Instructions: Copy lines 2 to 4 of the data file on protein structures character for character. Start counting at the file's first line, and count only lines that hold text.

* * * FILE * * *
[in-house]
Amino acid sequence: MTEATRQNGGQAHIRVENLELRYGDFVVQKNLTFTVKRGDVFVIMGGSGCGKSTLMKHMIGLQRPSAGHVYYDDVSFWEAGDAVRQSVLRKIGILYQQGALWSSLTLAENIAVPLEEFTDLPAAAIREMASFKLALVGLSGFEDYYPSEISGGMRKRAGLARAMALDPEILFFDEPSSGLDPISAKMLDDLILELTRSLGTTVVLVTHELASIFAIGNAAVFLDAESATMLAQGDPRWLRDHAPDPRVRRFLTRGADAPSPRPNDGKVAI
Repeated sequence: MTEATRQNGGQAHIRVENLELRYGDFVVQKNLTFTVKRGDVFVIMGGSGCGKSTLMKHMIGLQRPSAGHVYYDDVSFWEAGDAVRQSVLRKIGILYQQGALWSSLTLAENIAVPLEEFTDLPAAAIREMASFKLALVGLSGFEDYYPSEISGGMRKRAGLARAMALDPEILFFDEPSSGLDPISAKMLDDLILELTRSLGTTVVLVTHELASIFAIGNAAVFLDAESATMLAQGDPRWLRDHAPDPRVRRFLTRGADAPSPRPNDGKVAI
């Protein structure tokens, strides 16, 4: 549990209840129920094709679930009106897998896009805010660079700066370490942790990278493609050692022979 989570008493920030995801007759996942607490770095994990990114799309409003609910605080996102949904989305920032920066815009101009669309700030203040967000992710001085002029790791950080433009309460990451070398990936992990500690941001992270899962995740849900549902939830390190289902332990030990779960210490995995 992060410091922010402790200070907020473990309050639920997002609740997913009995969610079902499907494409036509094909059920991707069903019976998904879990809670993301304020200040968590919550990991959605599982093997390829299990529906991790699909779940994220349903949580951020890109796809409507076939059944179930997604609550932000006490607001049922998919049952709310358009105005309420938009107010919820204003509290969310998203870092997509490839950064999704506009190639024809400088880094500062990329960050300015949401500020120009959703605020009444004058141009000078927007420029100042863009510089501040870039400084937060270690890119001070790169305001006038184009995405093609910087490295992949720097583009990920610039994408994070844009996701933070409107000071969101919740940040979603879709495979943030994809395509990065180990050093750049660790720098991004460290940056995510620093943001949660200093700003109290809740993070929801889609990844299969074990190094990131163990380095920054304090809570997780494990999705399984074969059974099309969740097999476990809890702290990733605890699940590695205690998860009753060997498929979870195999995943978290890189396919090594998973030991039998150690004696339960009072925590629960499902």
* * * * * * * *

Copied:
Amino acid sequence: MTEATRQNGGQAHIRVENLELRYGDFVVQKNLTFTVKRGDVFVIMGGSGCGKSTLMKHMIGLQRPSAGHVYYDDVSFWEAGDAVRQSVLRKIGILYQQGALWSSLTLAENIAVPLEEFTDLPAAAIREMASFKLALVGLSGFEDYYPSEISGGMRKRAGLARAMALDPEILFFDEPSSGLDPISAKMLDDLILELTRSLGTTVVLVTHELASIFAIGNAAVFLDAESATMLAQGDPRWLRDHAPDPRVRRFLTRGADAPSPRPNDGKVAI
Repeated sequence: MTEATRQNGGQAHIRVENLELRYGDFVVQKNLTFTVKRGDVFVIMGGSGCGKSTLMKHMIGLQRPSAGHVYYDDVSFWEAGDAVRQSVLRKIGILYQQGALWSSLTLAENIAVPLEEFTDLPAAAIREMASFKLALVGLSGFEDYYPSEISGGMRKRAGLARAMALDPEILFFDEPSSGLDPISAKMLDDLILELTRSLGTTVVLVTHELASIFAIGNAAVFLDAESATMLAQGDPRWLRDHAPDPRVRRFLTRGADAPSPRPNDGKVAI
């Protein structure tokens, strides 16, 4: 549990209840129920094709679930009106897998896009805010660079700066370490942790990278493609050692022979 989570008493920030995801007759996942607490770095994990990114799309409003609910605080996102949904989305920032920066815009101009669309700030203040967000992710001085002029790791950080433009309460990451070398990936992990500690941001992270899962995740849900549902939830390190289902332990030990779960210490995995 992060410091922010402790200070907020473990309050639920997002609740997913009995969610079902499907494409036509094909059920991707069903019976998904879990809670993301304020200040968590919550990991959605599982093997390829299990529906991790699909779940994220349903949580951020890109796809409507076939059944179930997604609550932000006490607001049922998919049952709310358009105005309420938009107010919820204003509290969310998203870092997509490839950064999704506009190639024809400088880094500062990329960050300015949401500020120009959703605020009444004058141009000078927007420029100042863009510089501040870039400084937060270690890119001070790169305001006038184009995405093609910087490295992949720097583009990920610039994408994070844009996701933070409107000071969101919740940040979603879709495979943030994809395509990065180990050093750049660790720098991004460290940056995510620093943001949660200093700003109290809740993070929801889609990844299969074990190094990131163990380095920054304090809570997780494990999705399984074969059974099309969740097999476990809890702290990733605890699940590695205690998860009753060997498929979870195999995943978290890189396919090594998973030991039998150690004696339960009072925590629960499902």